@Azazello In Mexico, many drugs, prescription only in the US are available at the local pharmacia or botanica. This includes antibiotics. Antibiotics should only be prescribed when the source of the infection is most likely a known common one. But often this is not the case. Other potent drugs are available without prescription, adding to the problem. The converse is that the drugs are generally cheaper. Caveat emptor: many of these cheapy non-prescription prescription drugs are Chinese knock-offs. Many such knock-offs contain deliberate cheaper contaminants, e.g. melamine, which are bulking agents; they are not inert.

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travelerxxx's picture

I wonder how much money – from just today alone – CNN has taken in from the various pharmaceutical, medical insurance, and other medical corporations? Then consider how much more was taken in by the rest of the various mass media outlets, including radio, newspapers, and magazines. I be willing to wager that it's enough that, if split between each of us reading this, we could live like kings and queens the rest of our lives ... our children and grandchildren, too.

What was that Upton Sinclair said about it being tough to get a someone to understand something when their paycheck depends on their not understanding it?

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@humphrey That's one of the best business reasons core M4A: it gets people needed healthcare without forcing business to choose between profits and people. It also allows the exalted entrepreneur from having to risk the health of himself, his family and his employees to try to get a small business off the ground.

Politically, it seems like a lack of imagination for Biden to not pivot from Obamacare to m4a as the logical next step. Id he'd done that hew would have both "electability" (even more vaporous than hope and change) and healthcare on his side.

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Azazello's picture

But why isn't this COMMON FUCKING SENSE ??
Of course MFA will save money, why can't people see this ?
What does an insurance company do ?
It takes a dollar, keeps a quarter, and pays the rest to the "providers".
It drives me nuts, why isn't this obvious to everybody ?
Cut out the middle-man.

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thanatokephaloides's picture

@Azazello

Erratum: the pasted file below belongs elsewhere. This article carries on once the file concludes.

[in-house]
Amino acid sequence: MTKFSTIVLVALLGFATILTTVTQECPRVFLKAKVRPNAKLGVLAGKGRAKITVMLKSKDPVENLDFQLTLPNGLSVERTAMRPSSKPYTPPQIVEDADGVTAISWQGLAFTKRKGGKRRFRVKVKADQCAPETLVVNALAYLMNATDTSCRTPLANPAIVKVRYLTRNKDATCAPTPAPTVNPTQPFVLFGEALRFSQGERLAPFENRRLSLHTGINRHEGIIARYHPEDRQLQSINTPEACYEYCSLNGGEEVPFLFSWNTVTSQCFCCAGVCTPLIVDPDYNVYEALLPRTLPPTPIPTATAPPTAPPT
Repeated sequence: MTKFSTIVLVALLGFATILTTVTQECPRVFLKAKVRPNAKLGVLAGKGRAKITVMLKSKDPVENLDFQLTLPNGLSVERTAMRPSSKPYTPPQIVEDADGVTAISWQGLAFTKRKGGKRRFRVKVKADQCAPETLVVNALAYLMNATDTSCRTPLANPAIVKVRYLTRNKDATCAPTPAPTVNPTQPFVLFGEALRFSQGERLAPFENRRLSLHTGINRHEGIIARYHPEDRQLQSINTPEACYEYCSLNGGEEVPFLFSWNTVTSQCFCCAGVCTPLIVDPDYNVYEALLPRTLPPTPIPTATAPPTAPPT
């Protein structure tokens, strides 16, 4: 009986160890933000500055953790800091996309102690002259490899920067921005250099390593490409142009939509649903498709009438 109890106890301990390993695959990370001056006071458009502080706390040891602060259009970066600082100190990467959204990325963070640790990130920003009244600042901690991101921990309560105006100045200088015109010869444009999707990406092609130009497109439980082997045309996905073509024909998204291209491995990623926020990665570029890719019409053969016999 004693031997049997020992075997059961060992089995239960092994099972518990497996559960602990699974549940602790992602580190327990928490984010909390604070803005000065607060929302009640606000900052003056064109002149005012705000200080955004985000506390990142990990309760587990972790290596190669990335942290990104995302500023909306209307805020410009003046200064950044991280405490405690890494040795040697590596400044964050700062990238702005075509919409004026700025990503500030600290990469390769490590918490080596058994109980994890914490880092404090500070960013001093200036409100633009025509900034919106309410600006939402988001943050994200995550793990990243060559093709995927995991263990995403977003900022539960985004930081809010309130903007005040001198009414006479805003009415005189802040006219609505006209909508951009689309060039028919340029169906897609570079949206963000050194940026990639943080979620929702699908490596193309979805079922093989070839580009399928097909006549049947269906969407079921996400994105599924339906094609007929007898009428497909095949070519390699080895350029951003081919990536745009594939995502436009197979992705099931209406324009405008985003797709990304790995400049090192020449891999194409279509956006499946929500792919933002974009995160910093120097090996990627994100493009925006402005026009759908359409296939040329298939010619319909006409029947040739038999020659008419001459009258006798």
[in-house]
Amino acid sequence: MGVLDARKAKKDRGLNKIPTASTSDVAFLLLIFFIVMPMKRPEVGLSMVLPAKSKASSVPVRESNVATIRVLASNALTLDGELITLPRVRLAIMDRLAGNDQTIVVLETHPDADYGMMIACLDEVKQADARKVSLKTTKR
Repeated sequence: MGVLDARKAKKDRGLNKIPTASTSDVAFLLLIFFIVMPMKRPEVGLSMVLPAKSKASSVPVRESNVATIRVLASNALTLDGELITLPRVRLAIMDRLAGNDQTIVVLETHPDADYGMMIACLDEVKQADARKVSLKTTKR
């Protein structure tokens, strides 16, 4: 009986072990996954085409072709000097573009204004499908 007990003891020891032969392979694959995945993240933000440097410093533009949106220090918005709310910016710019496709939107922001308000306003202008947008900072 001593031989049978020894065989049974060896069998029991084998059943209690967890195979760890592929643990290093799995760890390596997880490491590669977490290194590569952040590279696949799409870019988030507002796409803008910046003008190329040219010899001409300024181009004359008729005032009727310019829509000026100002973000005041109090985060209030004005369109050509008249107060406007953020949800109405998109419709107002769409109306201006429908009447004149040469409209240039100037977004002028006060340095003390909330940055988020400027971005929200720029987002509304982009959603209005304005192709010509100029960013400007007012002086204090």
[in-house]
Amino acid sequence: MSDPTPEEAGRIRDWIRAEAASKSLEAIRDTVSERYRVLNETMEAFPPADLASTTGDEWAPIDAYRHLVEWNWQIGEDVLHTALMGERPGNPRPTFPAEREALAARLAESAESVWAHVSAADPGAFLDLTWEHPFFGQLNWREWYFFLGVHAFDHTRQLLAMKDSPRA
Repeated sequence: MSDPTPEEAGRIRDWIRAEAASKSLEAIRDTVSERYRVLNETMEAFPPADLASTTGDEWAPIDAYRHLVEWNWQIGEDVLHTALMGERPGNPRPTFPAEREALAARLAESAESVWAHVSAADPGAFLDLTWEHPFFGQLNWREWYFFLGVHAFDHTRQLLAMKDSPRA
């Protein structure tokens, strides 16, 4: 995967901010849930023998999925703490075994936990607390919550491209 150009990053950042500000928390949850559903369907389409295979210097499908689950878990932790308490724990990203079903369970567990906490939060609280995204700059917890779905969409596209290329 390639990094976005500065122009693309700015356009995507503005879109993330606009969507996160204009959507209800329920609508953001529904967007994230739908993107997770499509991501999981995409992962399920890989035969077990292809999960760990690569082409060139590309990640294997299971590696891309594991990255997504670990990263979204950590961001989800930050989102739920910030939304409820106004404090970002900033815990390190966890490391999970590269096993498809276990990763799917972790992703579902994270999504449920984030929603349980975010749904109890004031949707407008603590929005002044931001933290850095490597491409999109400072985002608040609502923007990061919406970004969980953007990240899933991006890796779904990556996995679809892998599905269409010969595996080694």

What does an insurance company do ?
It takes a dollar, keeps

...... 90 cents ......

and pays the rest to the "providers".
It drives me nuts, why isn't this obvious to everybody ?
Cut out the middle-man.

Diablo

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"I say enough! If Israel wants to be the only superpower in the Middle East then they can put their own asses on the line and do it themselves. I want to continue to eat."
-- snoopydawg

OzoneTom's picture

@thanatokephaloides

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@Azazello
I spent 23 years split almost half and half between the Navy Department and the Postal Service.
In the intervening years I spent 26 years working for companies large and small.

Yes, I encountered government worker who were inept and lazy. I also encountered private workers who were inept and lazy. IMHO, a larger percentage probably because many were hired based on connections. That doesn't happen in government service. People get promoted
due to connections, but they can't get in the door without basic competence, unless they falsify their credentials.

Sleeping your way to the top occurred in both worlds. Alpha males gotta be alpha males. And some female will use them to their advantage.

The main difference I see is that civil servants are more cautious. But most of the time that's better than reckless. As a former boss told me, in all seriousness, "if you never do anything, you will never do anything wrong." He wasn't a bad guy. He was a radar technician in a landing craft flotilla in the Pacific during WW II. Maybe having kamikazes come screaming out of the sky teaches one to be ultra-cautious. The ex-fighter pilots now... They have a saying "There are old pilots and there are bold pilots, but there are no old bold pilots." Guess there are no old fighter pilots. Cargo & Bomber pilots are cautious. Fighter pilots are nuts! I say that affectionately. It's their job. They need to have predator instincts.

EDIT: I'm referring to regular civil servants, not political appointees. They have the morals of a jackal.

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Tulsi Gabbard 2020 !

boriscleto's picture

@The Voice In the Wilderness

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" In the beginning, the universe was created. This has made a lot of people very angry, and is generally considered to have been a bad move. -- Douglas Adams, The Hitch Hiker's Guide to the Galaxy "

@boriscleto
Jackals are actually kind of cute.

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Tulsi Gabbard 2020 !

Alligator Ed's picture

@The Voice In the Wilderness nowadays with precision guided missiles fired air-to-ground, bombers often operate at altitudes that only the most capable AAM's can reach. During WW2 allied bomber causualties were 75%--equal to the submariner's survival statistics.

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wendy davis's picture

newsletter: Single-Payer Systems Likely to Save Money in US, Analysis Finds,
Lower Administrative and Drug Costs Would Be Main Drivers of Cost Savings' By Laura Kurtzman, jan 15, uscf.edu
(she opens):

"A single-payer healthcare system would save money over time, likely even during the first year of operation, according to nearly two dozen analyses of national and statewide single payer proposals made over the past 30 years.

The study, published Wednesday, Jan. 15, 2020, in PLOS Medicine, comes as California Gov. Gavin Newsom has created a state commission to find ways to achieve universal coverage, possibly through a single-payer system, and as the Democratic presidential candidates are debating “Medicare for All” proposals on the national stage."

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Alligator Ed's picture

@wendy davis The president of CA Dems is a pharmaceutical lobbyist. The CA Dem. caucus nixed M4A in 2018 at their party convention.